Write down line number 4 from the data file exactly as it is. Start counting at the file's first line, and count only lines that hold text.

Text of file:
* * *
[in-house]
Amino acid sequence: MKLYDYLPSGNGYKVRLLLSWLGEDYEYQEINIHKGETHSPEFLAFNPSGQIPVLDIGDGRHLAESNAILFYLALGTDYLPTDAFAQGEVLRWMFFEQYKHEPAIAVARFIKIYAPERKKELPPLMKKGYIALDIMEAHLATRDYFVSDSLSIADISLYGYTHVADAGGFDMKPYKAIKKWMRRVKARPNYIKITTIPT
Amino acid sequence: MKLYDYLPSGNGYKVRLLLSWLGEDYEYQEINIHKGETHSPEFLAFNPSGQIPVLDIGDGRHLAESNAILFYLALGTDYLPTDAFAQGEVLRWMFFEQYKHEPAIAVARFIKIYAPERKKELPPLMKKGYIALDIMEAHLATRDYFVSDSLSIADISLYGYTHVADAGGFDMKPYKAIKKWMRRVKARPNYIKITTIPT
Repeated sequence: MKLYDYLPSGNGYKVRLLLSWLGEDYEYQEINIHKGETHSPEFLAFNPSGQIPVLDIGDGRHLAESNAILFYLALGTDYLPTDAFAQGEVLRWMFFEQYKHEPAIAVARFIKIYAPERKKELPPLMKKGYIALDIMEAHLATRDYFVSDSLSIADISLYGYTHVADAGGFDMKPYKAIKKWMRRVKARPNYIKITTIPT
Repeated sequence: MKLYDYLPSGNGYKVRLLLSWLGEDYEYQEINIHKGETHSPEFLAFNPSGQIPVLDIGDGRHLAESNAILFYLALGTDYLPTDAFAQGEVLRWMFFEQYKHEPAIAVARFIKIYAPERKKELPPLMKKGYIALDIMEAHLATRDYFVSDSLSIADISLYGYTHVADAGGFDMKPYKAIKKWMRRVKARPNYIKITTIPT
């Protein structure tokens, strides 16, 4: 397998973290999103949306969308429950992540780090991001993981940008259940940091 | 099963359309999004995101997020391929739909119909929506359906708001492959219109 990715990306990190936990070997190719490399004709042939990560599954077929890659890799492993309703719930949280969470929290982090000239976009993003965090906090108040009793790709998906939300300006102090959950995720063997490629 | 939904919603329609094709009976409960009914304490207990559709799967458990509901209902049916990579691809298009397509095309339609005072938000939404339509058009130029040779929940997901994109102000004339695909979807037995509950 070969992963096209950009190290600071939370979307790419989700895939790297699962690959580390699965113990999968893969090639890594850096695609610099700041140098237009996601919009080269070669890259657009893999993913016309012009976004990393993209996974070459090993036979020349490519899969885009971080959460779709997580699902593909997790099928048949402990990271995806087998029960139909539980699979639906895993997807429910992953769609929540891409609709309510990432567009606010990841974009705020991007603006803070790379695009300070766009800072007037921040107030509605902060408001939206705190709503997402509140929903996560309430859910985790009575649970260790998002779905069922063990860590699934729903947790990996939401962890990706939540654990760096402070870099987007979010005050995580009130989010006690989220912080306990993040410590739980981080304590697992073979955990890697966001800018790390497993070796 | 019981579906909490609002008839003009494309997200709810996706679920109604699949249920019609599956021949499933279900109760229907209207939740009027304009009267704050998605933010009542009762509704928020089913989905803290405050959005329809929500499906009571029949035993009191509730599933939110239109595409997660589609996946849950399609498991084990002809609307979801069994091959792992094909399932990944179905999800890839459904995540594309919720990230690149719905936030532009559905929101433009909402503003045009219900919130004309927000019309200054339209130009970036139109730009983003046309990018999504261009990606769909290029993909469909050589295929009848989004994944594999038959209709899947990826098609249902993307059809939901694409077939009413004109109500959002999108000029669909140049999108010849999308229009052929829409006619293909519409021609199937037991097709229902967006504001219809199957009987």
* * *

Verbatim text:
Repeated sequence: MKLYDYLPSGNGYKVRLLLSWLGEDYEYQEINIHKGETHSPEFLAFNPSGQIPVLDIGDGRHLAESNAILFYLALGTDYLPTDAFAQGEVLRWMFFEQYKHEPAIAVARFIKIYAPERKKELPPLMKKGYIALDIMEAHLATRDYFVSDSLSIADISLYGYTHVADAGGFDMKPYKAIKKWMRRVKARPNYIKITTIPT